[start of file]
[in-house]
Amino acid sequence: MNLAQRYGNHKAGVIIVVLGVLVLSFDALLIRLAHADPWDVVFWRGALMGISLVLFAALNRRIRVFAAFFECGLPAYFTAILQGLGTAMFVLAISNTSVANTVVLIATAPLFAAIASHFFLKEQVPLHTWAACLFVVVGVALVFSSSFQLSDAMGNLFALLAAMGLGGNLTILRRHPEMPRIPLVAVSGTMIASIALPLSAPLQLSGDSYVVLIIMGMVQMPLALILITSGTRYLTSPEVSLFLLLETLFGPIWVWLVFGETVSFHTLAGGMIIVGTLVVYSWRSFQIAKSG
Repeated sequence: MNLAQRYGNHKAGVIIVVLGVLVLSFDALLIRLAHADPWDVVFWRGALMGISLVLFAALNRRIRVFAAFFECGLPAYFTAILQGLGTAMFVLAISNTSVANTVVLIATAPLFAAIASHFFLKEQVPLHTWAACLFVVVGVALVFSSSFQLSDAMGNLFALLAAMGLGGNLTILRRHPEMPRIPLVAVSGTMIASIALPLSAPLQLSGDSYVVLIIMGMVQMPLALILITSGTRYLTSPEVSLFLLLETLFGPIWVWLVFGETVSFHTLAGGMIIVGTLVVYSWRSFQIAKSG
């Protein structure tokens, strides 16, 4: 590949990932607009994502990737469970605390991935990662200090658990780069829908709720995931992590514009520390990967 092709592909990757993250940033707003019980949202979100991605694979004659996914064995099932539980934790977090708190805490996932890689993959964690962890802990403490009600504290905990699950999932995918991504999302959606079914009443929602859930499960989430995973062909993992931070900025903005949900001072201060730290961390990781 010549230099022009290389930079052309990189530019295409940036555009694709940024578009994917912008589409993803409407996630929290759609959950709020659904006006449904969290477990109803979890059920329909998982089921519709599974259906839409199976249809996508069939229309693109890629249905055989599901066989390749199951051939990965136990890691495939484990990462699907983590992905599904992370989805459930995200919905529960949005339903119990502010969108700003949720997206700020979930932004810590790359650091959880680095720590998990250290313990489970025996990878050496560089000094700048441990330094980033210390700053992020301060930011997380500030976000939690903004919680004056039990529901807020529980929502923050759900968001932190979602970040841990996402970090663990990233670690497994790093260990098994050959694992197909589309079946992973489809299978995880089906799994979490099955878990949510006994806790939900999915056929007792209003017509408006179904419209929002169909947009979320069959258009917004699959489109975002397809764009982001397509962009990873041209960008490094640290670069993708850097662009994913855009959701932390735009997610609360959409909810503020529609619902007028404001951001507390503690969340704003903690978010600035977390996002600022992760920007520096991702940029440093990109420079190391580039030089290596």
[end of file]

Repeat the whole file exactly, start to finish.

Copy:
[in-house]
Amino acid sequence: MNLAQRYGNHKAGVIIVVLGVLVLSFDALLIRLAHADPWDVVFWRGALMGISLVLFAALNRRIRVFAAFFECGLPAYFTAILQGLGTAMFVLAISNTSVANTVVLIATAPLFAAIASHFFLKEQVPLHTWAACLFVVVGVALVFSSSFQLSDAMGNLFALLAAMGLGGNLTILRRHPEMPRIPLVAVSGTMIASIALPLSAPLQLSGDSYVVLIIMGMVQMPLALILITSGTRYLTSPEVSLFLLLETLFGPIWVWLVFGETVSFHTLAGGMIIVGTLVVYSWRSFQIAKSG
Repeated sequence: MNLAQRYGNHKAGVIIVVLGVLVLSFDALLIRLAHADPWDVVFWRGALMGISLVLFAALNRRIRVFAAFFECGLPAYFTAILQGLGTAMFVLAISNTSVANTVVLIATAPLFAAIASHFFLKEQVPLHTWAACLFVVVGVALVFSSSFQLSDAMGNLFALLAAMGLGGNLTILRRHPEMPRIPLVAVSGTMIASIALPLSAPLQLSGDSYVVLIIMGMVQMPLALILITSGTRYLTSPEVSLFLLLETLFGPIWVWLVFGETVSFHTLAGGMIIVGTLVVYSWRSFQIAKSG
């Protein structure tokens, strides 16, 4: 590949990932607009994502990737469970605390991935990662200090658990780069829908709720995931992590514009520390990967 092709592909990757993250940033707003019980949202979100991605694979004659996914064995099932539980934790977090708190805490996932890689993959964690962890802990403490009600504290905990699950999932995918991504999302959606079914009443929602859930499960989430995973062909993992931070900025903005949900001072201060730290961390990781 010549230099022009290389930079052309990189530019295409940036555009694709940024578009994917912008589409993803409407996630929290759609959950709020659904006006449904969290477990109803979890059920329909998982089921519709599974259906839409199976249809996508069939229309693109890629249905055989599901066989390749199951051939990965136990890691495939484990990462699907983590992905599904992370989805459930995200919905529960949005339903119990502010969108700003949720997206700020979930932004810590790359650091959880680095720590998990250290313990489970025996990878050496560089000094700048441990330094980033210390700053992020301060930011997380500030976000939690903004919680004056039990529901807020529980929502923050759900968001932190979602970040841990996402970090663990990233670690497994790093260990098994050959694992197909589309079946992973489809299978995880089906799994979490099955878990949510006994806790939900999915056929007792209003017509408006179904419209929002169909947009979320069959258009917004699959489109975002397809764009982001397509962009990873041209960008490094640290670069993708850097662009994913855009959701932390735009997610609360959409909810503020529609619902007028404001951001507390503690969340704003903690978010600035977390996002600022992760920007520096991702940029440093990109420079190391580039030089290596």